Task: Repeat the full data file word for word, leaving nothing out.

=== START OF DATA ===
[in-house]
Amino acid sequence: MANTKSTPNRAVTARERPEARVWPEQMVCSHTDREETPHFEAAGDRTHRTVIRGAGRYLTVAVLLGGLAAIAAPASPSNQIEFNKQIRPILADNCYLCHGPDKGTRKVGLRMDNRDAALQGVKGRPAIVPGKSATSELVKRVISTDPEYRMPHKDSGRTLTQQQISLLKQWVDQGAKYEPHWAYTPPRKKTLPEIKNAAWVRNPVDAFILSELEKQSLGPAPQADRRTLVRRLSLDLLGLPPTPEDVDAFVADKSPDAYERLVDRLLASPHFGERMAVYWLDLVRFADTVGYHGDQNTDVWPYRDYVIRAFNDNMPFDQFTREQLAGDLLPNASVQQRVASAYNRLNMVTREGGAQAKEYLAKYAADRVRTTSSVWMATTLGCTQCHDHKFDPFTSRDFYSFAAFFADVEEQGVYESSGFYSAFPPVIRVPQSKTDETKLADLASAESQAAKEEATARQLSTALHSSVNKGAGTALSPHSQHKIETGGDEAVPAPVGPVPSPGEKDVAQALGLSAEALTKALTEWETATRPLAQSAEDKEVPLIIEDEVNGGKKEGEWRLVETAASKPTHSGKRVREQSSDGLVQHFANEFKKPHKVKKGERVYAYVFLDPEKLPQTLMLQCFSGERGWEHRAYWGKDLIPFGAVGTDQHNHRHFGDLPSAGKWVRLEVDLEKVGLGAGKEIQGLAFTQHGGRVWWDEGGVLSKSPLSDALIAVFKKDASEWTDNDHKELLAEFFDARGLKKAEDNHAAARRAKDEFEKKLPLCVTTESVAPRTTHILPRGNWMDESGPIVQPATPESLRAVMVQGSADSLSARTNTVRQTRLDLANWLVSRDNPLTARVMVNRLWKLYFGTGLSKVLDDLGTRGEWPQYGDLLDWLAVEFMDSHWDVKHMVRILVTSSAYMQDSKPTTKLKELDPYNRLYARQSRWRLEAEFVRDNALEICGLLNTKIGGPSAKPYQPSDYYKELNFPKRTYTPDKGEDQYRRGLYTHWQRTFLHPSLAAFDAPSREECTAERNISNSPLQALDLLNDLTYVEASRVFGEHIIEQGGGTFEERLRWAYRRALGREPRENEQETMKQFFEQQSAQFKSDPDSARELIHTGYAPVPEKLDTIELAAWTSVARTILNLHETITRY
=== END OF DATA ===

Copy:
[in-house]
Amino acid sequence: MANTKSTPNRAVTARERPEARVWPEQMVCSHTDREETPHFEAAGDRTHRTVIRGAGRYLTVAVLLGGLAAIAAPASPSNQIEFNKQIRPILADNCYLCHGPDKGTRKVGLRMDNRDAALQGVKGRPAIVPGKSATSELVKRVISTDPEYRMPHKDSGRTLTQQQISLLKQWVDQGAKYEPHWAYTPPRKKTLPEIKNAAWVRNPVDAFILSELEKQSLGPAPQADRRTLVRRLSLDLLGLPPTPEDVDAFVADKSPDAYERLVDRLLASPHFGERMAVYWLDLVRFADTVGYHGDQNTDVWPYRDYVIRAFNDNMPFDQFTREQLAGDLLPNASVQQRVASAYNRLNMVTREGGAQAKEYLAKYAADRVRTTSSVWMATTLGCTQCHDHKFDPFTSRDFYSFAAFFADVEEQGVYESSGFYSAFPPVIRVPQSKTDETKLADLASAESQAAKEEATARQLSTALHSSVNKGAGTALSPHSQHKIETGGDEAVPAPVGPVPSPGEKDVAQALGLSAEALTKALTEWETATRPLAQSAEDKEVPLIIEDEVNGGKKEGEWRLVETAASKPTHSGKRVREQSSDGLVQHFANEFKKPHKVKKGERVYAYVFLDPEKLPQTLMLQCFSGERGWEHRAYWGKDLIPFGAVGTDQHNHRHFGDLPSAGKWVRLEVDLEKVGLGAGKEIQGLAFTQHGGRVWWDEGGVLSKSPLSDALIAVFKKDASEWTDNDHKELLAEFFDARGLKKAEDNHAAARRAKDEFEKKLPLCVTTESVAPRTTHILPRGNWMDESGPIVQPATPESLRAVMVQGSADSLSARTNTVRQTRLDLANWLVSRDNPLTARVMVNRLWKLYFGTGLSKVLDDLGTRGEWPQYGDLLDWLAVEFMDSHWDVKHMVRILVTSSAYMQDSKPTTKLKELDPYNRLYARQSRWRLEAEFVRDNALEICGLLNTKIGGPSAKPYQPSDYYKELNFPKRTYTPDKGEDQYRRGLYTHWQRTFLHPSLAAFDAPSREECTAERNISNSPLQALDLLNDLTYVEASRVFGEHIIEQGGGTFEERLRWAYRRALGREPRENEQETMKQFFEQQSAQFKSDPDSARELIHTGYAPVPEKLDTIELAAWTSVARTILNLHETITRY